Elk striploins can be roasted whole, sliced into steaks, or cut into medallions.
Consider pairing elk with some of these ingredients: huckleberries, cognac, chestnuts, blueberries, cranberries, red wine, high quality bacon, raisins, cherries, star anise, fresh savory, cardamom, wild mushrooms, oranges, currants, sunchokes (aka Jerusalem artichokes), port, peppercorns, apples, vinegar (balsamic, sherry or red wine), and/or chestnuts.
Before carving or serving any cuts larger than a small medallion, you need to rest the just-cooked meat (covered) to let its juices thicken. The larger the cut, the more time it will need. In addition, while the meat is resting it will continue to cook a few degrees, so for your perfect rare, etc, remove it from the heat a couple of degrees early.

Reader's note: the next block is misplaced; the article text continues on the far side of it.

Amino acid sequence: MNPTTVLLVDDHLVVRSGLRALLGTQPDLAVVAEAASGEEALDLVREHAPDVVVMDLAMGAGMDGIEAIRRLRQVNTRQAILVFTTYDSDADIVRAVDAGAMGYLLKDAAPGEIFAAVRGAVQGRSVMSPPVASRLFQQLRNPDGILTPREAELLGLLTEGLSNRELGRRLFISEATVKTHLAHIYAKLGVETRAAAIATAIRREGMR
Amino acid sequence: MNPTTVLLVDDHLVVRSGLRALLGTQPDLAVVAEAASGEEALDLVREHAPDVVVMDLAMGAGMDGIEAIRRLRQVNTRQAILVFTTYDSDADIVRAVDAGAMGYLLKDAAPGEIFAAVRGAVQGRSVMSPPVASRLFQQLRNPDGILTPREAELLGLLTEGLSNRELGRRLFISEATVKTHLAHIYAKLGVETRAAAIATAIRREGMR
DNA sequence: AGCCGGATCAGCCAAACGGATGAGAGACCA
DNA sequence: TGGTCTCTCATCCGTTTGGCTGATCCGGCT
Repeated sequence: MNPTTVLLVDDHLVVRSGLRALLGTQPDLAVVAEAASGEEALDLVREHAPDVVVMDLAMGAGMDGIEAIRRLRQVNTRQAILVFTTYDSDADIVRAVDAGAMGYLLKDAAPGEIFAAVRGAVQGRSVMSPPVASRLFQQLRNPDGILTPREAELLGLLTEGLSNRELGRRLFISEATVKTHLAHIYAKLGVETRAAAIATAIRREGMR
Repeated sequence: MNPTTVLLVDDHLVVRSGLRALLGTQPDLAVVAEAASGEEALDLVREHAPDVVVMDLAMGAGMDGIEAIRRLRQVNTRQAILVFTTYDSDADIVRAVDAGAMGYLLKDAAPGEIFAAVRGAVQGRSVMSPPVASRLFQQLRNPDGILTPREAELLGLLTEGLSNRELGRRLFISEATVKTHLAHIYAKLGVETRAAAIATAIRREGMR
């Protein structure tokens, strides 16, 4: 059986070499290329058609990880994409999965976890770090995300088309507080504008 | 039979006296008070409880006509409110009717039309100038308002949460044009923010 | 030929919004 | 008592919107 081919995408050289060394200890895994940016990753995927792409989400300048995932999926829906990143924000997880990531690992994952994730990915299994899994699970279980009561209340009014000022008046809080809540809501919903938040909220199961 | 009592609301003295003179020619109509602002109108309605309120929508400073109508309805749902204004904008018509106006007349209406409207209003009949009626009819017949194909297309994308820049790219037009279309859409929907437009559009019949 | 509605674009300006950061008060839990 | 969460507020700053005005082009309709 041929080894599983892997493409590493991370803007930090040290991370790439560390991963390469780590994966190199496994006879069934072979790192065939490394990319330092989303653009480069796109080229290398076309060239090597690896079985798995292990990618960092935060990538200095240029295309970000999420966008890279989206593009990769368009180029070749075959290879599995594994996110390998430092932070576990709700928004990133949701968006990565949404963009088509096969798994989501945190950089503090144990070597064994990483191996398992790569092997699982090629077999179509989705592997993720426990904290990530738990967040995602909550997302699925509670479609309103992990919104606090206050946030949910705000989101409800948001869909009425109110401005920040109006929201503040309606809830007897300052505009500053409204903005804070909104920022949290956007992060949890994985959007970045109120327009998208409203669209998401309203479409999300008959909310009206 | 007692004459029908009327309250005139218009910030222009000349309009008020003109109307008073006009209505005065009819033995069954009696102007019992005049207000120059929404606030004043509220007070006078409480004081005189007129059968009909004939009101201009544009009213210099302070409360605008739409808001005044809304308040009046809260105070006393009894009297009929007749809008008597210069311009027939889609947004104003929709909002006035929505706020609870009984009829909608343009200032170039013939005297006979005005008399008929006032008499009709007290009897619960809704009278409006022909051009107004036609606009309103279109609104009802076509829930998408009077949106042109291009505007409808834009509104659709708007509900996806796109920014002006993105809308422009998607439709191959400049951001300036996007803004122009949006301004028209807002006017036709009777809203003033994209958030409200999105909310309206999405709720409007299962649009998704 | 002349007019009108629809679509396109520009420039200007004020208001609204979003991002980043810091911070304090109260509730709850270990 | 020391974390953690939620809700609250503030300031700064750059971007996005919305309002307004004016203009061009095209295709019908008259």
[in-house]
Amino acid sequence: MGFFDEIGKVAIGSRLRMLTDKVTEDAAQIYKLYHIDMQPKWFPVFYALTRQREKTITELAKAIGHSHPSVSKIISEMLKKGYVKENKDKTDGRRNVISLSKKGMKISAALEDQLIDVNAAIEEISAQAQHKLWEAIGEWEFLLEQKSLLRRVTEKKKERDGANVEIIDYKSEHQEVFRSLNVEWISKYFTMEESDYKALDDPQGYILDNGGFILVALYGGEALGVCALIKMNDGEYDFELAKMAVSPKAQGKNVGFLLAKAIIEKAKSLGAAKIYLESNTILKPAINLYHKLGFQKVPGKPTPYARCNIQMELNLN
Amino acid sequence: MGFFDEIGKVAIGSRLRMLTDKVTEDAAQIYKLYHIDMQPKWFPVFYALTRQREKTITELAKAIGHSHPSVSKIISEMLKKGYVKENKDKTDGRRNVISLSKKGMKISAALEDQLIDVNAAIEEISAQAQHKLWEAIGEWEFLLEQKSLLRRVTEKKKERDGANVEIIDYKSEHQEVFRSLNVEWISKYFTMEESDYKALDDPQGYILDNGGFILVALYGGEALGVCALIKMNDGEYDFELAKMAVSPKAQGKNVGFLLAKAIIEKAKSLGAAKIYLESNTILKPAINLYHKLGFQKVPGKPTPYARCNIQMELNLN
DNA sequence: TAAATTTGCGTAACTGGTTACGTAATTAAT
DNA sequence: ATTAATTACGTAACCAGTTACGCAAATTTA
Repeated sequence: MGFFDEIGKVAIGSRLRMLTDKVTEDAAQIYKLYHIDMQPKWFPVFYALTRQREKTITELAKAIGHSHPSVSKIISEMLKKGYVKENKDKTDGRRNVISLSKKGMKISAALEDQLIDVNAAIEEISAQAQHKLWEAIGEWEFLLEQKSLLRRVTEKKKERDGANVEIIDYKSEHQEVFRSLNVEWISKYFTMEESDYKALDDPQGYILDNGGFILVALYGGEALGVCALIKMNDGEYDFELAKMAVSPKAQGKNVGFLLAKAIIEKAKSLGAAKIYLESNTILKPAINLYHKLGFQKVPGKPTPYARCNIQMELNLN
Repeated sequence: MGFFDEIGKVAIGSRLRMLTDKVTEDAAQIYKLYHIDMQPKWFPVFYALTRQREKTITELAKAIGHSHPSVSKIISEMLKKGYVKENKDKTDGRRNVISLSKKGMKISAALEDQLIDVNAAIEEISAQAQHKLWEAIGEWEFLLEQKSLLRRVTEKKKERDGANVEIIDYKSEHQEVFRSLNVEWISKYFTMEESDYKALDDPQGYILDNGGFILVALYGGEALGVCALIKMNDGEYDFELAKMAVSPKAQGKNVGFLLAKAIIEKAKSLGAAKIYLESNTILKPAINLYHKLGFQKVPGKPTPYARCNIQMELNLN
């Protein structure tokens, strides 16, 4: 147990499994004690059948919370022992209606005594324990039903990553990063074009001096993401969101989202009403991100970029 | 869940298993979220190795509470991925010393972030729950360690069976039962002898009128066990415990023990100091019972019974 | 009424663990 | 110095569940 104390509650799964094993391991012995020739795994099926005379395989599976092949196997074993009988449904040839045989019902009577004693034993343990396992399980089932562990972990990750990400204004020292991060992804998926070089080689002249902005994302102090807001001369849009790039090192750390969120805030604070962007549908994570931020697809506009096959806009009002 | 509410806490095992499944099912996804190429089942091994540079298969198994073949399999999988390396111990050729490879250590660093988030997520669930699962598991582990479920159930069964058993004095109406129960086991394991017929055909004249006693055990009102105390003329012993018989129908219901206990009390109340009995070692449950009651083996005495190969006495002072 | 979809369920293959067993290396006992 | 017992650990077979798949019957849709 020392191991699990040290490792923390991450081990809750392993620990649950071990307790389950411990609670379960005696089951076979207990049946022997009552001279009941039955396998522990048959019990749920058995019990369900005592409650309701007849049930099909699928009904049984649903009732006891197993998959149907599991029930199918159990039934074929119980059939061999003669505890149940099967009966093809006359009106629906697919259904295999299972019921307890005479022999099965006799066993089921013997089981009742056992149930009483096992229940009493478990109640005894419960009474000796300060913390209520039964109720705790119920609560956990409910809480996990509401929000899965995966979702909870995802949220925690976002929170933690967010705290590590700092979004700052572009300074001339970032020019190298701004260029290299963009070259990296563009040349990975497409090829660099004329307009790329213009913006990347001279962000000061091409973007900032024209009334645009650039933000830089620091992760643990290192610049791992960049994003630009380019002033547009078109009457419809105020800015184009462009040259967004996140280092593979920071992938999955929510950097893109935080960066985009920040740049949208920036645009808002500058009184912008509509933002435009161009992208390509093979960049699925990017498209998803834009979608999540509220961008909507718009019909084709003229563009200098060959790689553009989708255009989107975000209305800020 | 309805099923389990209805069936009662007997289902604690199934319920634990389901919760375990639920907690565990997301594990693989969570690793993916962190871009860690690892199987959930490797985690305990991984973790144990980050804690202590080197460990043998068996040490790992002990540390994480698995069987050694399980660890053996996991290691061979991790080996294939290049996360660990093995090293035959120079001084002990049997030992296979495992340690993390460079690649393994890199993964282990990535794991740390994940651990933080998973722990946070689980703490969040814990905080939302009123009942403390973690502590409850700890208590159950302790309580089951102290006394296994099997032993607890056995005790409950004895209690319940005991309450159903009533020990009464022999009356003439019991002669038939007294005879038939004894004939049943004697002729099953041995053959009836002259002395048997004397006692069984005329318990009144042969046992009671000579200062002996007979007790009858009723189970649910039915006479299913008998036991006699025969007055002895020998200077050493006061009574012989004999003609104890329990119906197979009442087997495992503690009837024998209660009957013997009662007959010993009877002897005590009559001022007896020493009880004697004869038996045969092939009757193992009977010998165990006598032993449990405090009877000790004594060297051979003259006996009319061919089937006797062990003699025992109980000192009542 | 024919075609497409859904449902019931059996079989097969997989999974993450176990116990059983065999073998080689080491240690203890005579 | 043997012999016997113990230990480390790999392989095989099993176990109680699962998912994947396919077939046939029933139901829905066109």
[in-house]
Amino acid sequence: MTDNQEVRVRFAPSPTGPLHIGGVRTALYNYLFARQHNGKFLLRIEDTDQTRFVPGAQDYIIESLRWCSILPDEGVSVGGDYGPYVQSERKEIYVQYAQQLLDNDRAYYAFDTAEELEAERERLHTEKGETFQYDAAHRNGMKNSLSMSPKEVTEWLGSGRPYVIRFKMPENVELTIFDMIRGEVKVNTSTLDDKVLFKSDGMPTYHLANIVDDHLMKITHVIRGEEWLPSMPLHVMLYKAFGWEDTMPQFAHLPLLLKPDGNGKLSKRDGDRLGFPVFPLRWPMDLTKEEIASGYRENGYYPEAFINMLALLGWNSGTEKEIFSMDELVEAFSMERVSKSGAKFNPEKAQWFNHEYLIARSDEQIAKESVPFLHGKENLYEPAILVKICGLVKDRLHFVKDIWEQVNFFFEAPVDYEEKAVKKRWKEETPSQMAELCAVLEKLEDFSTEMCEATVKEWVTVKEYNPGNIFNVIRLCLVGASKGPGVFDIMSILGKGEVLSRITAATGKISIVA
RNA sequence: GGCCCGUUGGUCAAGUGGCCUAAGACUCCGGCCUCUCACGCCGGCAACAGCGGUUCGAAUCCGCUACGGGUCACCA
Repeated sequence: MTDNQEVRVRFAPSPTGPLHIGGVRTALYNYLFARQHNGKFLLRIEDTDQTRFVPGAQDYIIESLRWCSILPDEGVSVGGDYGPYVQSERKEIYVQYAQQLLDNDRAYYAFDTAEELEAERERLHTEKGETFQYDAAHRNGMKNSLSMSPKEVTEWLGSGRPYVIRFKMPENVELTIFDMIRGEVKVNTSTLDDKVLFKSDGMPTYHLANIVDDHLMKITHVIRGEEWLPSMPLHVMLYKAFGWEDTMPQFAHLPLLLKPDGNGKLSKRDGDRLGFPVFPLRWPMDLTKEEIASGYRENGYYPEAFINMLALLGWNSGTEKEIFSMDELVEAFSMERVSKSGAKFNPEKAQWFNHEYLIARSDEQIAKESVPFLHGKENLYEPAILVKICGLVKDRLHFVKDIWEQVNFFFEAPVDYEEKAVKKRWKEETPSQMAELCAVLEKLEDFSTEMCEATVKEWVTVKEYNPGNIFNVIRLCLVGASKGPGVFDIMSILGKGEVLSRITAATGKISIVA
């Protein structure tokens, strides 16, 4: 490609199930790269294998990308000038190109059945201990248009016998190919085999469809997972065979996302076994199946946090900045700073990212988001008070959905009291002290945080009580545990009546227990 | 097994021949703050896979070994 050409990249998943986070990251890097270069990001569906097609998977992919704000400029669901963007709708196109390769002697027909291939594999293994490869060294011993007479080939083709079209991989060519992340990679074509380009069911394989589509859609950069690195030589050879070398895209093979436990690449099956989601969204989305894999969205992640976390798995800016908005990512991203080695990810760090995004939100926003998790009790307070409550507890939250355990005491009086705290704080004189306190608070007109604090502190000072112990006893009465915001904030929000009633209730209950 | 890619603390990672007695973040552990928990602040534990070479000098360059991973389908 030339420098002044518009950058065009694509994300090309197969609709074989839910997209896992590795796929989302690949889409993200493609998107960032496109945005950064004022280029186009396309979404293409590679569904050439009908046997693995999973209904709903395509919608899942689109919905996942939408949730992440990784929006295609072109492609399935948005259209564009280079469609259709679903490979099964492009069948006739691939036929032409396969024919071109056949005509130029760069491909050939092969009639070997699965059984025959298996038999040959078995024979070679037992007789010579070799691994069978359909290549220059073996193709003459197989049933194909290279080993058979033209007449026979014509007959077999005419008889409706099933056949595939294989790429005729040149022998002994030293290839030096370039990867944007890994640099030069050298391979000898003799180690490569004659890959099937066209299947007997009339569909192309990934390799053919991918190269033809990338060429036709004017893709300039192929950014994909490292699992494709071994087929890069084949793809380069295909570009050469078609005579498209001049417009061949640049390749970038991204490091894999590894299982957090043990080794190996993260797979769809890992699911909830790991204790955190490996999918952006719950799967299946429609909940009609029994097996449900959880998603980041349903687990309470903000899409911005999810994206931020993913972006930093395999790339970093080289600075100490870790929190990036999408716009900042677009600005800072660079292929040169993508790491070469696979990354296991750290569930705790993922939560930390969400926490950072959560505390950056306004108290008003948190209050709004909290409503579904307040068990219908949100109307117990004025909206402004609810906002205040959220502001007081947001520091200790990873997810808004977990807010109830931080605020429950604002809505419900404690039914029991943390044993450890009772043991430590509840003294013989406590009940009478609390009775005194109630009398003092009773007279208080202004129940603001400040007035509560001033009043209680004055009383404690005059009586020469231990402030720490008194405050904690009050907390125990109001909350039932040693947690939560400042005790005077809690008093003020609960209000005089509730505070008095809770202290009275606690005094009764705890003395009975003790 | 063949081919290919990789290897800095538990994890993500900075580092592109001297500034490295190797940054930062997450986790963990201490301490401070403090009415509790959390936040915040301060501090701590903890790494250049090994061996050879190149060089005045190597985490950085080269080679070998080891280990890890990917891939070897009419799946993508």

Plan on resting whole striploins for about 15 minutes, smaller steaks for 10.
Three Techniques for Cooking Steaks
How to Tell Steak Doneness By Feel
Recommended Internal Cooking Temperature:
The USDA recommends cooking all farmed game meats to an internal temperature of 160 degrees.